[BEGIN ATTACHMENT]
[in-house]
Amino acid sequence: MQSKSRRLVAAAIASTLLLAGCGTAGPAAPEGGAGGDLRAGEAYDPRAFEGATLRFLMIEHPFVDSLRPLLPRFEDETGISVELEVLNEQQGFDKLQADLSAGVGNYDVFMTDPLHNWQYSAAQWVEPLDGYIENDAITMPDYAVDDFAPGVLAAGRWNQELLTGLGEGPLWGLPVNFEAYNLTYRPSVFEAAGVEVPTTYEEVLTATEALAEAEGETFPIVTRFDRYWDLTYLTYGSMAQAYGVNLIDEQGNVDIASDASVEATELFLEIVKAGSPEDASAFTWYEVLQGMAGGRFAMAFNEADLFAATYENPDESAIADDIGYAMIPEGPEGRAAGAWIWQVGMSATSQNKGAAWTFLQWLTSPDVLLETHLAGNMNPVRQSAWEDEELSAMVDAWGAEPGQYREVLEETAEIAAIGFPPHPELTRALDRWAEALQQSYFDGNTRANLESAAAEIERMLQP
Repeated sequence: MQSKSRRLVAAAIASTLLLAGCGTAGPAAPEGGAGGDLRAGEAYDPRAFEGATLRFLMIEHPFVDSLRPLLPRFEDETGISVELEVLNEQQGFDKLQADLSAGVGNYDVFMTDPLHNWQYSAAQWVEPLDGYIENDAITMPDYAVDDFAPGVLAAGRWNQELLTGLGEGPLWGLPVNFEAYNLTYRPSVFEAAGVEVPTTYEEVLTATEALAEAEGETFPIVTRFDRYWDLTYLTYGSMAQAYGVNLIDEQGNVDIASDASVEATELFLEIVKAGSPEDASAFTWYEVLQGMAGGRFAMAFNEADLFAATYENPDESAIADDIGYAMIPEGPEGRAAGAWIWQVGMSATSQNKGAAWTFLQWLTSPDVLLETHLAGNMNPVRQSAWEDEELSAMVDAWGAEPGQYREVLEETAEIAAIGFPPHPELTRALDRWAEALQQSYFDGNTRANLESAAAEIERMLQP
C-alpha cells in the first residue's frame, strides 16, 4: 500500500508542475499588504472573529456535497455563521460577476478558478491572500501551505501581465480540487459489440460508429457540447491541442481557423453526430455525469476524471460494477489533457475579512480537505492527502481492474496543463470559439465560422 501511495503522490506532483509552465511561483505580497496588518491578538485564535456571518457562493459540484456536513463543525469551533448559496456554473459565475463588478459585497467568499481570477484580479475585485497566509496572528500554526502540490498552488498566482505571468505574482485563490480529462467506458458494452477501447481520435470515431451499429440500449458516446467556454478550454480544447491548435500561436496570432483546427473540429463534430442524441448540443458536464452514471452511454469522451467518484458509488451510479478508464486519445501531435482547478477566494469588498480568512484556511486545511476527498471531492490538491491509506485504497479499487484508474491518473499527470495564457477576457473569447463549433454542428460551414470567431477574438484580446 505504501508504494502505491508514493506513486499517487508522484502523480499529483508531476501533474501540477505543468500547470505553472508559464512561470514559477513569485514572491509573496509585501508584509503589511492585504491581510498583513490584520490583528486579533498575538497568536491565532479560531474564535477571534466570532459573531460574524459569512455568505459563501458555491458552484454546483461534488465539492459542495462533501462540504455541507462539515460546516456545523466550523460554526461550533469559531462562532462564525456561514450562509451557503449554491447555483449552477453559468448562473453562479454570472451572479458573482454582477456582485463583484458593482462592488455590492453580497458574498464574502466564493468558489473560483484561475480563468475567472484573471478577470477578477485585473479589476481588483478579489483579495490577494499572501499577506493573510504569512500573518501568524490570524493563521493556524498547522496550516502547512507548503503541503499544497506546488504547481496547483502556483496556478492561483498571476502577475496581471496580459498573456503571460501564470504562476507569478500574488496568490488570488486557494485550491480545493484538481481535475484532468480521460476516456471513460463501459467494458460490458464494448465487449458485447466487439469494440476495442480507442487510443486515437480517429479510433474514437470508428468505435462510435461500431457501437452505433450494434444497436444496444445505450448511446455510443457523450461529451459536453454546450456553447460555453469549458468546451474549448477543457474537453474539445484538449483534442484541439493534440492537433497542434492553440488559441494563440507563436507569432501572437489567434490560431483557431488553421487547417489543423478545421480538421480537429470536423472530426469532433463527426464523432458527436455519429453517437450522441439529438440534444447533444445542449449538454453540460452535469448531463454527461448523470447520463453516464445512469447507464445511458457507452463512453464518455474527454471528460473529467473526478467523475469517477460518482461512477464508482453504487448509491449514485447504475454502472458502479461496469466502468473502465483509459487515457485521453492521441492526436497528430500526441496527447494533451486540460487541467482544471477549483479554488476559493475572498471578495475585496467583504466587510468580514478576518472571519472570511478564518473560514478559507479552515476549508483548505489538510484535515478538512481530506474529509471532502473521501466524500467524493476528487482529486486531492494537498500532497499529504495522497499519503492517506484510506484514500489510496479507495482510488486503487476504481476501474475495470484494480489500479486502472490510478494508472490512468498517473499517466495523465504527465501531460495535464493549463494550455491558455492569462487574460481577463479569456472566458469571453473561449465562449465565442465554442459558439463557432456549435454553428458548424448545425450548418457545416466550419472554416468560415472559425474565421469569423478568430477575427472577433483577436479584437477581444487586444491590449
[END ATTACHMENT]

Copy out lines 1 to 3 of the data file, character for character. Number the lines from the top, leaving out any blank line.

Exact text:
[in-house]
Amino acid sequence: MQSKSRRLVAAAIASTLLLAGCGTAGPAAPEGGAGGDLRAGEAYDPRAFEGATLRFLMIEHPFVDSLRPLLPRFEDETGISVELEVLNEQQGFDKLQADLSAGVGNYDVFMTDPLHNWQYSAAQWVEPLDGYIENDAITMPDYAVDDFAPGVLAAGRWNQELLTGLGEGPLWGLPVNFEAYNLTYRPSVFEAAGVEVPTTYEEVLTATEALAEAEGETFPIVTRFDRYWDLTYLTYGSMAQAYGVNLIDEQGNVDIASDASVEATELFLEIVKAGSPEDASAFTWYEVLQGMAGGRFAMAFNEADLFAATYENPDESAIADDIGYAMIPEGPEGRAAGAWIWQVGMSATSQNKGAAWTFLQWLTSPDVLLETHLAGNMNPVRQSAWEDEELSAMVDAWGAEPGQYREVLEETAEIAAIGFPPHPELTRALDRWAEALQQSYFDGNTRANLESAAAEIERMLQP
Repeated sequence: MQSKSRRLVAAAIASTLLLAGCGTAGPAAPEGGAGGDLRAGEAYDPRAFEGATLRFLMIEHPFVDSLRPLLPRFEDETGISVELEVLNEQQGFDKLQADLSAGVGNYDVFMTDPLHNWQYSAAQWVEPLDGYIENDAITMPDYAVDDFAPGVLAAGRWNQELLTGLGEGPLWGLPVNFEAYNLTYRPSVFEAAGVEVPTTYEEVLTATEALAEAEGETFPIVTRFDRYWDLTYLTYGSMAQAYGVNLIDEQGNVDIASDASVEATELFLEIVKAGSPEDASAFTWYEVLQGMAGGRFAMAFNEADLFAATYENPDESAIADDIGYAMIPEGPEGRAAGAWIWQVGMSATSQNKGAAWTFLQWLTSPDVLLETHLAGNMNPVRQSAWEDEELSAMVDAWGAEPGQYREVLEETAEIAAIGFPPHPELTRALDRWAEALQQSYFDGNTRANLESAAAEIERMLQP